Although these prior art devices can be effective, it is desirable to improve on these devices. It is desirable that the extraction device be fast, remove a high percentage of the analyte from the sample, be transportable, storable without damage, and be inexpensive. Moreover, it is desirable that any such device be compatible with existing automated equipment, and not leach into the biological fluid or the eluent liquid, any compound that could interfere with the analytical results.
Moreover, it is desirable to minimize the volume of biological fluid and wash eluent liquid. By minimizing the liquid volume, a more concentrated sample is obtained for analysis, the sensitivity of the test is enhanced, and less biological fluid needs to be obtained from the subject. High yields from the biological fluid with minimum elution volumes can be obtained by maintaining uniform flow through the extraction media, with no channeling and no dead volume.
The present invention is directed to an extraction apparatus that meets these needs. The apparatus is useful for extracting an analyte from a liquid sample and comprises a container, typically a microcolumn, having an entrance, an opposed exit, and a passage therebetween for passage of a liquid sample containing an analyte therethrough. Within the passage is a thin layer of a microparticulate extraction media, typically silica particles. The media is selected for extracting the analyte from the liquid sample. The extraction media has a small particle size of less than 20 microns, which is provided in a very thin layer, so that the ratio of the effective diameter of the extraction media layer to the thickness of the layer is at least 10.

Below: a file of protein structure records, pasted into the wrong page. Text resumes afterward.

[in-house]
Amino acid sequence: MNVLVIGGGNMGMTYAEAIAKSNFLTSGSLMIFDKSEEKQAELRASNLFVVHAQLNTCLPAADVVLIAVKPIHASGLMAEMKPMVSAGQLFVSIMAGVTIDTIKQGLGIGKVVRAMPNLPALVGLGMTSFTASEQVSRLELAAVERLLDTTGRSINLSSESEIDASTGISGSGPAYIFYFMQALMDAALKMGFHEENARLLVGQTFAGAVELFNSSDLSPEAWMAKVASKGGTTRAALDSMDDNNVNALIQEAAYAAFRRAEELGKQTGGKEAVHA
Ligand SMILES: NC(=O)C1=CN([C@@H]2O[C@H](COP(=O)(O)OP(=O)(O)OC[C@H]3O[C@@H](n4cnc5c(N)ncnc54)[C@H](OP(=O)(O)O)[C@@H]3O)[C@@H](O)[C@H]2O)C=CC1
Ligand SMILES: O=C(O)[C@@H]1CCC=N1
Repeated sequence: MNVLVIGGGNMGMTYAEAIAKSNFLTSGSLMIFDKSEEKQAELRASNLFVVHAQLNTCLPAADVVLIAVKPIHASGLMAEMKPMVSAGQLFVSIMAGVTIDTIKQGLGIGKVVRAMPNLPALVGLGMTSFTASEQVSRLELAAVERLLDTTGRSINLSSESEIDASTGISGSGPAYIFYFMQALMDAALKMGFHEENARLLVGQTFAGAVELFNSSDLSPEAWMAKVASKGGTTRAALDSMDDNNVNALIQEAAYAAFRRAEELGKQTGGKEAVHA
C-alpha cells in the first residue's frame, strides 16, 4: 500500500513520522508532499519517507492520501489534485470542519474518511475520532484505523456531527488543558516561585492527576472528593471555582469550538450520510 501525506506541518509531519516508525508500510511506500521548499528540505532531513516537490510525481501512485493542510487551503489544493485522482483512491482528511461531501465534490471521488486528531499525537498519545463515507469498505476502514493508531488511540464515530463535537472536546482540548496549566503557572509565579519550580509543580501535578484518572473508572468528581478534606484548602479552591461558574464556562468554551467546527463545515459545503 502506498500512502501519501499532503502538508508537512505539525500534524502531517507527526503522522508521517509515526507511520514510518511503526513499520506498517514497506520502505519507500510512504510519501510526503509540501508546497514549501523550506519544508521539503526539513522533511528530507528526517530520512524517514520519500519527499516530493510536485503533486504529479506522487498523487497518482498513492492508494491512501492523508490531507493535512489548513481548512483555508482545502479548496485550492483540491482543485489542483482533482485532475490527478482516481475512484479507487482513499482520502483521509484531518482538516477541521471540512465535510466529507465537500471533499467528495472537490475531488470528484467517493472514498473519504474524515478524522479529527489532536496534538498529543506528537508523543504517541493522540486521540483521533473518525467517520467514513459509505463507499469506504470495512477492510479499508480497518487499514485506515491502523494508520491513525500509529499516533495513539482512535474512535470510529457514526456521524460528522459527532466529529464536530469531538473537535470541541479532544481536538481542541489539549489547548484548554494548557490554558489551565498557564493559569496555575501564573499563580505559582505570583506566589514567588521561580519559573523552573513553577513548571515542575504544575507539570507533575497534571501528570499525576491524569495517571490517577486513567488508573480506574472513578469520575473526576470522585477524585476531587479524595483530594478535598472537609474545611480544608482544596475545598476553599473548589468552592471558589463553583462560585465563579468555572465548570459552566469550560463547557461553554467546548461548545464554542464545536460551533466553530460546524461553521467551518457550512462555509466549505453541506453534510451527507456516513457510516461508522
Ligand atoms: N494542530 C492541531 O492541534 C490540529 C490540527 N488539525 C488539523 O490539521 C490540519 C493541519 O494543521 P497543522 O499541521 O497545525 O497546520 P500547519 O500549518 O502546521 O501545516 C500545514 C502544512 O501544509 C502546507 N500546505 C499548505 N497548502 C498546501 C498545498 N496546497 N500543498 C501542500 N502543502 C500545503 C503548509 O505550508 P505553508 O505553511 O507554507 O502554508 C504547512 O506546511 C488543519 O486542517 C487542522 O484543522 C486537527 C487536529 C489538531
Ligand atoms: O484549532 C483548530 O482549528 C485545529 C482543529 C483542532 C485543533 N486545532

The extraction media is sandwiched between upper and lower compression layers, which compress the silica extraction media therebetween. The compression layers are sufficiently porous that the liquid sample can flow therethrough, and are formed from a flexible, hydrophilic material. This is in contrast to the prior art preformed disks, which are made of polytetrafluoroethylene, which is hydrophobic, and thus slows down the flow of sample through the extraction media and utilizes preconditioning. The compression layer has a pore size less than the particle size of the extraction media, and is preferably formed of a spongy, glass fiber, having no binder.